Ogoni: Long walk to environmental justice

After many years of delay, the Federal Government flags off the implementation of the United Nations Environment Programme (UNEP) report on Ogoniland
Ogoni-kkk-pix-2-4-6-16The flag-off of the implementation of the United Nations Environment Programme (UNEP) report on Ogoniland recently is considered as a breakthrough in confronting one of the most serious environmental crisis humanity has faced in Nigeria.

Since the 1950s, Ogoni environment has suffered its share of environmental degradation occasioned by reckless activities of oil companies operating in the area. The people of Ogoni have for decades contended with environmental degradation that has adversely affected their health, drinking water, farming, hunting and fishing, which are vital aspects of their lives and identity.

Following decades of widespread environmental pollution and degradation arising from poorly regulated oil and gas exploration in the country, the Movement for the Survival of Ogoni People (MOSOP), the apex organisation of the Ogoni ethnic nationality, was formed in 1990 by the Ogoni elite, with the mandate to campaign non-violently to protect the environment of the Ogoni People, seek social, economic and physical development for the region, protect the cultural rights and practices of the Ogoni people and seek appropriate rights of self-determination for the Ogoni people.

The fight against environmental degradation of Ogoniland started receiving global attention in December 1992, when Ogoni elites comprising the late environmental activist, Ken Saro-Wiwa, Professor Ben Naanen, and  Ledum Mitee under the aegis of MOSOP, issued a 30-day demand notice to Shell Petroleum Development Company (SPDC) to end the abuse of their environment. This demand notice was followed almost immediately by series of non-violent activities including the Ogoni protest of January 4, 1993 in what was regarded as the Ogoni Day in commemoration of the declaration of 1993 as the International Year of the World’s Indigenous People.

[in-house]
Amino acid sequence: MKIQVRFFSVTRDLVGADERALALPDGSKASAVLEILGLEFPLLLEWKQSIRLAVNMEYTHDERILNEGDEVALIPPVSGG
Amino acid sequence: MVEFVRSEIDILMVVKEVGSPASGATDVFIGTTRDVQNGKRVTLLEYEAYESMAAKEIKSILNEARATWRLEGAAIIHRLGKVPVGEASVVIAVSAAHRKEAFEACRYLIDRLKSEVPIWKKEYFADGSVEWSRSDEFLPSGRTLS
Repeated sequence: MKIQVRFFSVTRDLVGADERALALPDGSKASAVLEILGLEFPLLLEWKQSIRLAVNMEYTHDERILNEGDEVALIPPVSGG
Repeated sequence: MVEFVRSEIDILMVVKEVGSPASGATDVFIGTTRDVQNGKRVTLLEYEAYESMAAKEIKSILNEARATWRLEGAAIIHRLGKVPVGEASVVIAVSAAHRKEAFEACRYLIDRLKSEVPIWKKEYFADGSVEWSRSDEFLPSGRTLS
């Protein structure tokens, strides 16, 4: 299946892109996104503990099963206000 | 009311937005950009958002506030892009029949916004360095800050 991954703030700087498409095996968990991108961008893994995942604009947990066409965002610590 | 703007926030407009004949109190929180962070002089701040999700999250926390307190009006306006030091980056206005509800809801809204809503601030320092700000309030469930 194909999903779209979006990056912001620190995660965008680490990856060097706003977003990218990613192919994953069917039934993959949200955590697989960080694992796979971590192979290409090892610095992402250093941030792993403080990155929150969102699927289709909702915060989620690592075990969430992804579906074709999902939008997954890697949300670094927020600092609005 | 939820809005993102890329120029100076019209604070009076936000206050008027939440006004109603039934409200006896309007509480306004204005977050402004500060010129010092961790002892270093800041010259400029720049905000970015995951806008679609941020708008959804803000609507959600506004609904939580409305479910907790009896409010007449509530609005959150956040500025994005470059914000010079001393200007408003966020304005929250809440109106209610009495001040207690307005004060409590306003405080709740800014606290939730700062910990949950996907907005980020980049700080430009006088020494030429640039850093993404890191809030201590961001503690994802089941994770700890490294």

Following incessant protests against its operations, by the first quarter of 1993, Shell withdrew from Ogoniland, citing the hostile attitude of the Ogoni community to the company’s activities. Amid the series of campaign against oil companies operating in Ogoni, tragically on May 21, 1994, four Ogoni leaders were murdered in Gio. Saro-Wiwa, Mitee and a number of other MOSOP leaders were arrested and accused of involvement in the murders.

In February 1995, after eight months of detention without charges, Saro-Wiwa and the other Ogoni leaders were brought before a special tribunal, established by the late General Sani Abacha-led military government.

On October 31, 1995, Saro-Wiwa and eight other Ogoni leaders were sentenced to death by the Special Tribunal. In blatant defiance of numerous appeals by the international community, Saro-Wiwa and his eight Ogoni colleagues were executed on November 10, 1995. The killing of the Ogoni nine which was seen as ploy by the government to silence the Ogoni agitation for environmental justice and economic inclusion, triggered an international outrage that further gave impetus to Ogoni demand for environmental justice. The death of Saro Wiwa, which exposed the unmatched military repression and horrendous human rights abuses in Ogoniland, spurred the United Nations to create the position of the Special Rapporteur on Nigeria in 1997 and appointed Mr. Soli Sorabjee to the position.